One of the great “mysteries” of Christianity is the dual divinity and humanity of Jesus the Christ. The New Testament is quite forward in teaching that Jesus was no less than the Creator God given flesh.
The apostle John, some sixty years or so after the death, burial and resurrection of Christ begins his gospel thusly: “In the beginning was the Word, and the Word was with God, and the Word was God. He was in the beginning with God. All things were made through Him, and without Him nothing was made that was made.”
The writer of the epistle to the Hebrews, describes Jesus as the “express image,” or “exact imprint” of God’s nature (cf. Hebrews 1:2) by which the writer is using a phrase that denotes what we would call, in the vernacular, a “carbon copy.” It is as if one were making an imprint of a key, or a coin, in order to mold out more, exactly the same. That is what Jesus is to God the Father, the writer is saying: a divine being drawn from the exact same mold. Thus later, speaking of Jesus, the Son, the same writer says, “Your throne, oh God, is forever and ever.” (cf. Hebrews 1:8). In a similar manner, the apostle Paul, writing to the Philippians, says that equality with God was not something Jesus had to steal, for, the apostle is suggesting, it was His already, from the beginning. (cf. Philippians 2:6)
It is clear, the early Christians, led by the apostles, clearly taught that Jesus was God.
But, say some, that was just what others said about Jesus; Jesus never made such claims of Himself. Within a certain subset of the population, this idea seems popular: that Jesus was just a wise man; that others took His teachings and made Him out to be a God, when all Jesus want was for people to be good to each other.
As is often the case with such claims, they sound intriguing to those that want to believe them, but they are not, in fact, in harmony with the known facts. When we look at the actual words of Jesus, quoted in the Gospels, we find that it was Jesus who taught His followers that He was God, and that it was not some idea others added on to His doctrines years and years later.
In fact, Jesus was, one might say, rather unapologetic in His claims of Divinity.
Granted, Jesus rarely came out and said, “I am God.” But He frequently, and purposefully assigned to Himself the aspects of Godhood. And He did so in order to lead others into a realization about His divine nature.
Consider, for example, His claim to forgive sins. A paralytic man was brought to Jesus by the man’s friends, who opened up a hole in the roof to let him down, avoiding the crowds. Jesus, before He healed the man, verbally forgave the man’s sins; leading His critics to wonder why He was giving Himself a right that belonged only to God. They were right in their understanding of the issue, but wrong in their understanding of Jesus. Jesus then healed the man as proof that He also had the power of forgiveness of sins. (cf. Mark 2:1-12)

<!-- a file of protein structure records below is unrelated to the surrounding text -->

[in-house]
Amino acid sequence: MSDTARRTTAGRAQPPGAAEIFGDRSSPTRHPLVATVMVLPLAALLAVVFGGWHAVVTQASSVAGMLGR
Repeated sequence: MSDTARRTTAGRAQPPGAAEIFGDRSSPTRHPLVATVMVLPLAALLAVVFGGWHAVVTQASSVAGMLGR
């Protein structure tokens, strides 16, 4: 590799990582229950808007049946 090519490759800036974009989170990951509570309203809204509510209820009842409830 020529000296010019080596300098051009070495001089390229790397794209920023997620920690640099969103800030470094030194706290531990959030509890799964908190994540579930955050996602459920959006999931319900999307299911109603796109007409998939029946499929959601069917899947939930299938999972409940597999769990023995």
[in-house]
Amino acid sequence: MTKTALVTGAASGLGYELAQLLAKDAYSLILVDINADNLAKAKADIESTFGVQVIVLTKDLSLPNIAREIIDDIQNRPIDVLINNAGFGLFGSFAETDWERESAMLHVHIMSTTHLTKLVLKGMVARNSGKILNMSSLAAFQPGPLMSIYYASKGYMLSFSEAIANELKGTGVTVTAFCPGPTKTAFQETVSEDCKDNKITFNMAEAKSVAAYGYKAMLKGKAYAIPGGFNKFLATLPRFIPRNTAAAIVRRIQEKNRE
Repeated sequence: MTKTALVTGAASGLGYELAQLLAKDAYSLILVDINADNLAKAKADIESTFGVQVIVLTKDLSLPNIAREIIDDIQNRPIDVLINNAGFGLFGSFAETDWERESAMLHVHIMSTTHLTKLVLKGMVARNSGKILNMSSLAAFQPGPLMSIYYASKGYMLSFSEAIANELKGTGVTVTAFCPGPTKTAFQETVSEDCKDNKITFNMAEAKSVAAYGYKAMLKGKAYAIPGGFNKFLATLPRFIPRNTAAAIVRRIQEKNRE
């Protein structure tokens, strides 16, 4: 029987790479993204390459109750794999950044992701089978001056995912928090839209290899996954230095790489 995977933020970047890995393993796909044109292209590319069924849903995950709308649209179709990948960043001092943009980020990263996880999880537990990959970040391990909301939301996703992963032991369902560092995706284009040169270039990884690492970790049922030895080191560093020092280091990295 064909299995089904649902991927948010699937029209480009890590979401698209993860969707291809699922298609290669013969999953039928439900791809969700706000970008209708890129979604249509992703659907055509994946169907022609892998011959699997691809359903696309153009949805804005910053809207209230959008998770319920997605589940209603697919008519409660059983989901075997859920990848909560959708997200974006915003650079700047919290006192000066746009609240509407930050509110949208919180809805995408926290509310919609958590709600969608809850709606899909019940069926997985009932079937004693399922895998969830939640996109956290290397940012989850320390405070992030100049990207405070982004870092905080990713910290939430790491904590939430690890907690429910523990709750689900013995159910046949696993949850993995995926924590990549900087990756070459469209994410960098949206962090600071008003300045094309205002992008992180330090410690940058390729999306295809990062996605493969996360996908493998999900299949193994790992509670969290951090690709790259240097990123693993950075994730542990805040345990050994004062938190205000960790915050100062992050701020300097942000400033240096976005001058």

In a similar manner, when Jesus spoke of Judgment Day – that day when all men will have to stand before God and give an account of their deeds, both good and bad. Jesus always described the scene with Himself on the throne, handing out judgments. He taught for instance, “when the Son of Man comes in his glory, and all the angels with him, then he will sit on his glorious throne.32 Before him will be gathered all the nations, and he will separate people one from another as a shepherd separates the sheep from the goats.” (Matthew 25:31-32) “Son of Man, was, of course, a title Jesus used of Himself quite often. Likewise, Jesus taught that it would be He, Himself who said to the wicked: “I never knew you; depart from me, you workers of lawlessness.” (Matthew 7:23)
Though Jesus was routinely circumspect in His claims of Divinity, His adversaries understood what He was saying, that He was making Himself out to be equal to God (cf. John 5:18). But Jesus was not always so circumspect. On at least one occasion He purposely took upon Himself the name of God, saying of Himself, “Before Abraham was, I AM.” (John 8:58).
Jesus pointedly claimed Himself to be God. As someone has once said, understanding this, one must conclude, not that Jesus was just some nice guy who was taken out of context, but rather that He was either a liar, or a lunatic, or else He was telling the truth and should be worshipped as Lord.
Considering that He rose from the dead three days after being buried, His followers have always reasoned that it was not unreasonable to take His unapologetic claims at divinity at face value, accepting them fully as the truth.
If you would like to learn more about this Jesus, who claimed so boldly to be God, the church of Christ invites you to study and worship with us at 234 Chapel Drive, Gallipolis, Ohio. Likewise, if you have any questions, please share them with us through our website: chapelhillchurchofchrist.org.
Jonathan McAnulty is minister of Chapel Hill Church of Christ.